Weight loss
Yellowing of the skin
Buildup of fluid around the lungs
Double vision
Muscle weakness

Lifestyle Options

For most people, regardless of having cancer or not, exercise, healthy eating and good sleep habits are recommended. A healthy lifestyle can lead to enhanced quality of life for most people. Talk to your doctor before making any lifestyle changes.


Physical activity can play an important role in your recovery from breast cancer.

Benefits of exercise after breast cancer treatment can include:

  • Increased energy level
  • Less fatigue anxiety, and depression
  • Reduction of stress
  • Improvement in cardiovascular fitness
  • Better self-esteem
  • Improved quality of life


Dietary supplements, including vitamin, mineral or herbal supplements, cannot take the place of healthy well-balanced eating. In some cases, however, your doctor or dietitian will recommend supplements if you are deficient in a certain nutrient. It is important to note that taking vitamins or other supplements at a higher than recommended amount may do more harm than good and could even be dangerous. If you are thinking of taking a supplement, talk to your doctor first.  

Complementary Therapy Options

Here are some examples of complementary therapies:

Art therapy
Ayurvedic medicine (traditional approach that originated in India)
Naturopathic medicine
Traditional Chinese medicine

Please be sure to consult with your physician.

Medical Treatments

Your healthcare team will discuss your treatment options with you. These options may include surgery, chemotherapy, hormonal therapy, biological therapy, radiation therapy, and palliative care (treatment that relieves pain but does not treat the underlying condition).

Your healthcare team will consider a number of factors when deciding on a treatment for breast cancer including:

Cancer stage
Whether menopause has been reached
Results from hormone receptor testing
Results of HER2 testing
Risk of recurrence
Overall health of the patient
Patient's personal preference about certain treatments

Please be sure to consult with your physician.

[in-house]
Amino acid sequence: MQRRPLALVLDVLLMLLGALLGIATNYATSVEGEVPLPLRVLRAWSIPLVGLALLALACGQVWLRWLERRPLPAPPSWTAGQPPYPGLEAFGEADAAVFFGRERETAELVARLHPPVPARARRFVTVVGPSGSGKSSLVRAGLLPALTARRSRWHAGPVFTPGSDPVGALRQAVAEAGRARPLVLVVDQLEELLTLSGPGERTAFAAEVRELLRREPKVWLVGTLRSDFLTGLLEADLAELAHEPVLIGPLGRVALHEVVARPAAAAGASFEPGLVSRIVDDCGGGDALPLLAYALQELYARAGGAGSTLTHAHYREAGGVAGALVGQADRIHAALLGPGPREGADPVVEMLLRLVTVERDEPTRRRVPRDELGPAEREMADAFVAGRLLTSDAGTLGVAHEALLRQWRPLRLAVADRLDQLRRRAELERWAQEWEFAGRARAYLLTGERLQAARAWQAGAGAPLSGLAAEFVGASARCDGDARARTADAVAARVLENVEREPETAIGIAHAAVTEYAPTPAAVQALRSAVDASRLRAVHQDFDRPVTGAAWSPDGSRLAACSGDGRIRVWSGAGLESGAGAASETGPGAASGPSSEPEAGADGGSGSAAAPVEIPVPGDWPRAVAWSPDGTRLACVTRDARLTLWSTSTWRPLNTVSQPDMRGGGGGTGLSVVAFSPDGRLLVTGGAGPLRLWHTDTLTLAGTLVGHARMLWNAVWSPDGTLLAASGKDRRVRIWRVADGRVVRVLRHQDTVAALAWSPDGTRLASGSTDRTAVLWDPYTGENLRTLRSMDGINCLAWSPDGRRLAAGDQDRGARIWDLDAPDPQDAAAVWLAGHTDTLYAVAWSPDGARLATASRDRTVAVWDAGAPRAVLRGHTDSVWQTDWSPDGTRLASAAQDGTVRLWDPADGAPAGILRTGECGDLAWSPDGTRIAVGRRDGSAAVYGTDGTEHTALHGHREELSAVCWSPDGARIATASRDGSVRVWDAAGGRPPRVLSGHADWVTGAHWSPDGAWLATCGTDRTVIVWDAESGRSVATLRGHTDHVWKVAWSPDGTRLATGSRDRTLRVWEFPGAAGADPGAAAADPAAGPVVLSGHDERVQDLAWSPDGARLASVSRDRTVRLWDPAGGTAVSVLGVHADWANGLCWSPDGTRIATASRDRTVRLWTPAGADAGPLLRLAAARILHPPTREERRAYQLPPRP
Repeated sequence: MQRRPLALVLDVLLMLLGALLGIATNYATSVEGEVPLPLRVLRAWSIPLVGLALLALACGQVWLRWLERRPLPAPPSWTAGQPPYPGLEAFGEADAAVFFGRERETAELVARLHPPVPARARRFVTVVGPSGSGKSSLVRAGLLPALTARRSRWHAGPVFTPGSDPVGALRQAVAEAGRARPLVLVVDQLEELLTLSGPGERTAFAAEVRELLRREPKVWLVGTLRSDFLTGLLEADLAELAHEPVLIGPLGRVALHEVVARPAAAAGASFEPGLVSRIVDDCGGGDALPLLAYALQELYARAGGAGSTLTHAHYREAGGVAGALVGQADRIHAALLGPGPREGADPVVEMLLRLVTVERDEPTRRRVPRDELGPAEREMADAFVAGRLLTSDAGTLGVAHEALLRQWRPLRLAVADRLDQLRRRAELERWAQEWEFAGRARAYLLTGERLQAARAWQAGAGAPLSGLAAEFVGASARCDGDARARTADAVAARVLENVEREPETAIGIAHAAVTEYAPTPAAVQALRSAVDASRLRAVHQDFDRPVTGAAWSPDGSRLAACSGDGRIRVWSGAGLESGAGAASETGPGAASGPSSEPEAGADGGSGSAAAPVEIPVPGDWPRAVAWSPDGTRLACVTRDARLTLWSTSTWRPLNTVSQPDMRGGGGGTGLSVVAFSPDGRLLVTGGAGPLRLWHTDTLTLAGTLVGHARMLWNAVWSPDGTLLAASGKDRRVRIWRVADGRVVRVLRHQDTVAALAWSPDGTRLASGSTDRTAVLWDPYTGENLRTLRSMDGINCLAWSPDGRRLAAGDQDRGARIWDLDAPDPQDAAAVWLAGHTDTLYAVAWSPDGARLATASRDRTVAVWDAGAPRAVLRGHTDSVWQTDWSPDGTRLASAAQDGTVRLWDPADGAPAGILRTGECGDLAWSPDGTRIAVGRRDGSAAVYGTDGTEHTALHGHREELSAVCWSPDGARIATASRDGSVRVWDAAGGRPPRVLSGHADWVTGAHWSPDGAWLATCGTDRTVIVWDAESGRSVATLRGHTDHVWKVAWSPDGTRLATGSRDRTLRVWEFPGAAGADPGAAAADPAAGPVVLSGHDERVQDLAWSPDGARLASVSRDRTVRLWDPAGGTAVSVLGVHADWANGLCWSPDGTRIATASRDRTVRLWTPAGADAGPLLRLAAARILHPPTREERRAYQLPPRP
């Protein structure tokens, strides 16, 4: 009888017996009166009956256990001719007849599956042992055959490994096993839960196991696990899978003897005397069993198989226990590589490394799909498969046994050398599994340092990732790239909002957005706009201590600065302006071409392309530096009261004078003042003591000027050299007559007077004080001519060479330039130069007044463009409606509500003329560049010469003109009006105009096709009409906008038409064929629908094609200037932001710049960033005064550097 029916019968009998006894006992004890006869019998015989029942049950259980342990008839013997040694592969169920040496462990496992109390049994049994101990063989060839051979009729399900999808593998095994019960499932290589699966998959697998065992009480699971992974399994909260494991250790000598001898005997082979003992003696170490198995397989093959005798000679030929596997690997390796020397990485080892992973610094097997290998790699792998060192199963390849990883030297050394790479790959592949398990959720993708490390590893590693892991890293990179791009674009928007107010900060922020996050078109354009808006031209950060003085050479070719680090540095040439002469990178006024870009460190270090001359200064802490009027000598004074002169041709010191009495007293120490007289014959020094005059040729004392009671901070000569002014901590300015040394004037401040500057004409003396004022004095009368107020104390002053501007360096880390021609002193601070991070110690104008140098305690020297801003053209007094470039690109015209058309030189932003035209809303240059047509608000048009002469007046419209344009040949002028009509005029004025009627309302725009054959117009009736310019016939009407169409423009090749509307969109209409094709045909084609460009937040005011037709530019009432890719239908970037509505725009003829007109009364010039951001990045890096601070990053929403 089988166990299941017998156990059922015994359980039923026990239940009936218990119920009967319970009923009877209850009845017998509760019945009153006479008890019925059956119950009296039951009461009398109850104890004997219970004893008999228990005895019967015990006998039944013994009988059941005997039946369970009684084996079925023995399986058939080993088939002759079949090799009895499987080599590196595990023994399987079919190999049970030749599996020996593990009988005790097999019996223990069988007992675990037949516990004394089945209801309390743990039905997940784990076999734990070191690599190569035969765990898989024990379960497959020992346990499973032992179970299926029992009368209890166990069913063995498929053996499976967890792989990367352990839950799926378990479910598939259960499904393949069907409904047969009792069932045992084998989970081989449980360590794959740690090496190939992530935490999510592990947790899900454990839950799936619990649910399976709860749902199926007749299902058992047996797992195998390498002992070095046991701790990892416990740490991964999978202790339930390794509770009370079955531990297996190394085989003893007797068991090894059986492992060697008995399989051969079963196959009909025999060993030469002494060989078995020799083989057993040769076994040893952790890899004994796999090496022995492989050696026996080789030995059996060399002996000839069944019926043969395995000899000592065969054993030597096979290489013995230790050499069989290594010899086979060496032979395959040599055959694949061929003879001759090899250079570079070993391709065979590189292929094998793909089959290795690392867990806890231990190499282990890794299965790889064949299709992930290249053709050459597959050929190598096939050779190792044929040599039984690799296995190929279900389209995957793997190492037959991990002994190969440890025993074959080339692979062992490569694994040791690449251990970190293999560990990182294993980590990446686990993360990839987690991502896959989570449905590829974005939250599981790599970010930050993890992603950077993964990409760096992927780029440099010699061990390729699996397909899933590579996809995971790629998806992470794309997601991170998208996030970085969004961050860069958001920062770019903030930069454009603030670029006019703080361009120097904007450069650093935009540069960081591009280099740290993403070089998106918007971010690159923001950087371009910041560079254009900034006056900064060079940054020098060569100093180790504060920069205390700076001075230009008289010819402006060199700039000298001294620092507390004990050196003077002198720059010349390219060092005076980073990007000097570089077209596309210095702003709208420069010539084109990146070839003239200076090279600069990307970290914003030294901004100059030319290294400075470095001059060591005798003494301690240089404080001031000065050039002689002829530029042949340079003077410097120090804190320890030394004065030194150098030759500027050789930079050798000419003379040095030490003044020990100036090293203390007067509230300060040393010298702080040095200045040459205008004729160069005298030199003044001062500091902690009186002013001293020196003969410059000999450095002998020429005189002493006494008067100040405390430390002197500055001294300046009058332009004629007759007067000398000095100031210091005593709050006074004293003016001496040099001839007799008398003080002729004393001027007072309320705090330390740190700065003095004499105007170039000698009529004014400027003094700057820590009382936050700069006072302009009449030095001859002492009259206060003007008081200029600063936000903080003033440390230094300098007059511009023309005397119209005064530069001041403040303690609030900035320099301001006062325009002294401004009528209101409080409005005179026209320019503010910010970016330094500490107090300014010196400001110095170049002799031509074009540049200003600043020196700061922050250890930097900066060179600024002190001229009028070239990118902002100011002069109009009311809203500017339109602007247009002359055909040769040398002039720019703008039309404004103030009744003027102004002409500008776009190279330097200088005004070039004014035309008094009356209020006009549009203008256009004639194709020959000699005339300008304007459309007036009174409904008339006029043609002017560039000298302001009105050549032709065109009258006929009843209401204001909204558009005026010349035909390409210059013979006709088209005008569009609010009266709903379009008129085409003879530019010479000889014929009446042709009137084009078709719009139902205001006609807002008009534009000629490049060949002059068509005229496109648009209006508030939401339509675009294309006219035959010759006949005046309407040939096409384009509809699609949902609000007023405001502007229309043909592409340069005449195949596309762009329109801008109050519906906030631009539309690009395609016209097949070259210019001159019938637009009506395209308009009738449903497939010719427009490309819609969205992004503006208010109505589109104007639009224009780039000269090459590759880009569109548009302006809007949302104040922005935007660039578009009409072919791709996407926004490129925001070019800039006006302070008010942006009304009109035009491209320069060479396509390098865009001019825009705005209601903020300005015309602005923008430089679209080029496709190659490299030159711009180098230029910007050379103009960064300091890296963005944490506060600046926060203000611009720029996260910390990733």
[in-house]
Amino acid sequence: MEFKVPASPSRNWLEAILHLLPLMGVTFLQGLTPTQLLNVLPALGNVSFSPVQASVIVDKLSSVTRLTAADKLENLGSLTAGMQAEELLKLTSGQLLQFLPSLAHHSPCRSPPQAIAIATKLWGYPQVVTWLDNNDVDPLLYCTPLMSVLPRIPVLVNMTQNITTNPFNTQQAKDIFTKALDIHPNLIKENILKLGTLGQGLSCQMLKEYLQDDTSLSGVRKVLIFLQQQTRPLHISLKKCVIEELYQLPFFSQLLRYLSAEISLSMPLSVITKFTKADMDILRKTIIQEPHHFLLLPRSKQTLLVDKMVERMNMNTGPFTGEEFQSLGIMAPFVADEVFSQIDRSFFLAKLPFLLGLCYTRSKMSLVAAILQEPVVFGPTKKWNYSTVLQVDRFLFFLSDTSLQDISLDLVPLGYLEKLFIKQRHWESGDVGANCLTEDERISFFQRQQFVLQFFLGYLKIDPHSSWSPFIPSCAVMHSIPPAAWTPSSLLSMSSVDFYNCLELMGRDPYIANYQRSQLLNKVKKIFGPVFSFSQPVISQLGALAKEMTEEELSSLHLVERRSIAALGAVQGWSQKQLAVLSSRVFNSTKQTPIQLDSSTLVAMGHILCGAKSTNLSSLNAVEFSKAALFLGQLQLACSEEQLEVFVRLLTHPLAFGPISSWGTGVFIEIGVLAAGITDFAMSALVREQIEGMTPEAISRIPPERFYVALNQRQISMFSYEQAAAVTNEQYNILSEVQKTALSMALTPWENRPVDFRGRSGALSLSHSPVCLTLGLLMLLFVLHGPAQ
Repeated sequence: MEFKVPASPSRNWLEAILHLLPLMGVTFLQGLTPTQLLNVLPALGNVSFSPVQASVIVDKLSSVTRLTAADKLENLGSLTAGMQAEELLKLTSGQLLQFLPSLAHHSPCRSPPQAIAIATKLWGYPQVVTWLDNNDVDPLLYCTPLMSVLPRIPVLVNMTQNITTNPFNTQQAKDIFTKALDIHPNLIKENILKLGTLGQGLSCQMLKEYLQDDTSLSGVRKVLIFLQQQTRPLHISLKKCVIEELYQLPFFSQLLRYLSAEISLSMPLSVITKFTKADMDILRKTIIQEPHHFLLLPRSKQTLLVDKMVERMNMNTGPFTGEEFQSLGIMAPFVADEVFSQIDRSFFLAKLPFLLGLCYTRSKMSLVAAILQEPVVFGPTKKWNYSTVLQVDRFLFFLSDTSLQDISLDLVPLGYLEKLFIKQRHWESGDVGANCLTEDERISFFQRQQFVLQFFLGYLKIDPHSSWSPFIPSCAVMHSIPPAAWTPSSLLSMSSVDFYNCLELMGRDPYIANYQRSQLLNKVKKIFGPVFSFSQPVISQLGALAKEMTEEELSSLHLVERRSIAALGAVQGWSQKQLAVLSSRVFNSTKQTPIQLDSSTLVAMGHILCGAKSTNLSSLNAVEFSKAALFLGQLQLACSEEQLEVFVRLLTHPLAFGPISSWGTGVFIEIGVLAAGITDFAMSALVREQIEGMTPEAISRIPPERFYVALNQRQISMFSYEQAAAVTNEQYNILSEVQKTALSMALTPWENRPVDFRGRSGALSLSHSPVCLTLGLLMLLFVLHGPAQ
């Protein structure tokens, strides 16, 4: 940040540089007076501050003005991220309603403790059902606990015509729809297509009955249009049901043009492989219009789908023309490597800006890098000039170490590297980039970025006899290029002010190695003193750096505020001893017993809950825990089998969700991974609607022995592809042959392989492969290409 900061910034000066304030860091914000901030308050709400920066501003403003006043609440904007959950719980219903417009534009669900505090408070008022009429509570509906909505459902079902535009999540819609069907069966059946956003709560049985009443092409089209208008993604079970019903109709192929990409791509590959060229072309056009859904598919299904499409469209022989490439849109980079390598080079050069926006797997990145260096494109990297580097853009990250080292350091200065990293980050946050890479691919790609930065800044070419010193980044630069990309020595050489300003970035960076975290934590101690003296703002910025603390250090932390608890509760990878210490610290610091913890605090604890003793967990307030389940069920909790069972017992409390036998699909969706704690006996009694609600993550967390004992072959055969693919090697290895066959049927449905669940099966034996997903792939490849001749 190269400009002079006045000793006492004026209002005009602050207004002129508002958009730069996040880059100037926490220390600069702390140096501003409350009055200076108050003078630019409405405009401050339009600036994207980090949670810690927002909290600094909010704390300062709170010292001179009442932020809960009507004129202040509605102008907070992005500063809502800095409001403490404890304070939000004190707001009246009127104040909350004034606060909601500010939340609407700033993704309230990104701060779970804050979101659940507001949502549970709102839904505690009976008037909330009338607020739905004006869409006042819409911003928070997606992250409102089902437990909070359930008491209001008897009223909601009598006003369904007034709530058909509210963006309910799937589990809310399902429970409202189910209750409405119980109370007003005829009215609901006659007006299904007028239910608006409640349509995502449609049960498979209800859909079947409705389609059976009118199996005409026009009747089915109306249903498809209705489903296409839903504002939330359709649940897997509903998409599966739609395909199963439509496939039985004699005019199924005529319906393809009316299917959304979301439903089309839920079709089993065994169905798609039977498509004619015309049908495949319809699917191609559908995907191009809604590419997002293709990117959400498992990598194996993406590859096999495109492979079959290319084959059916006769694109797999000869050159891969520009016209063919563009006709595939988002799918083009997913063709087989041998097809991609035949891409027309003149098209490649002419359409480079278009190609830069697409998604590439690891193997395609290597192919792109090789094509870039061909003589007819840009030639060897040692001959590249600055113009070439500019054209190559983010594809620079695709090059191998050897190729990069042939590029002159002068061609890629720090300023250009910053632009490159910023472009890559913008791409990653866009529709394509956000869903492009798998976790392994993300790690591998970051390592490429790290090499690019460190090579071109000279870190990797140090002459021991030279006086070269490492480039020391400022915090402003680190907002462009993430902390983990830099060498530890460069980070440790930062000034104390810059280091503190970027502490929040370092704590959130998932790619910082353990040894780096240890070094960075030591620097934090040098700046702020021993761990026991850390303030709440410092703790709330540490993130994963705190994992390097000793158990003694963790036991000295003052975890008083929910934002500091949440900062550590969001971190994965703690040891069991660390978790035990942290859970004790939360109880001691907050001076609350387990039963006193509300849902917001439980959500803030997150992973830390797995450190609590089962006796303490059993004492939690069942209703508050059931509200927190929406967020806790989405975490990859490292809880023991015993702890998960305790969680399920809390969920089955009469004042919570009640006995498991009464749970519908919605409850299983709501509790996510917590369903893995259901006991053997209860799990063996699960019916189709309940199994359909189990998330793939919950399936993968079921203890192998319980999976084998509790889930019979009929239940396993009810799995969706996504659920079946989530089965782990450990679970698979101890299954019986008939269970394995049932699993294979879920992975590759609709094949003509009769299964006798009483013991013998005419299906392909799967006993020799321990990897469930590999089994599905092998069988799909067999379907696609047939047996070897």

Your healthcare team

Depending on the stage of your cancer and the treatment option(s) prescribed, you may have one or more of the following specialists on your healthcare team:

  • Surgical oncologist (surgeon who specializes in the treatment of cancer)
  • Radiation oncologist
  • Medical oncologist

Other healthcare professionals may also be involved, such as nurses and social workers.


Surgery is used to remove or repair body tissues in people with many different types of cancer including breast cancer. It's the oldest cancer treatment, and more than half of people with cancer will have some type of surgery. Breast cancer surgery removes the tumor and the lymph nodes in the armpit on the same side as the involved breast and may be a lumpectomy or a total mastectomy (removal of the entire breast). Sometimes the breast is later reconstructed.


Chemotherapy involves the use of anticancer drugs. It is commonly used to treat breast cancer. Anticancer drugs (also called cytotoxic drugs) are designed to disrupt cancer cells. These drugs generally circulate through the entire body and even act against cancer cells that have broken away from the main tumor. Different chemotherapy treatments are available and are chosen based on the specific needs of a given patient. Antibody treatments that target specific proteins (HER2) on the cancer cell surface and interfere with cell signaling may also be used.

Hormonal (Endocrine) Therapy

Hormonal therapy can help slow the growth and spread of breast cancer cells by changing hormone levels in the body or by stopping the breast cancer cells from using a specific hormone called estrogen. Various means can be used to change hormone levels in the body; these include drugs, surgery or radiation. The use of hormonal therapy depends on whether your cancer contains receptors for estrogen (ER) and progesterone (PR).

Radiation Therapy

Radiation therapy uses high-energy rays to destroy cancer cells


Source: American Cancer Society -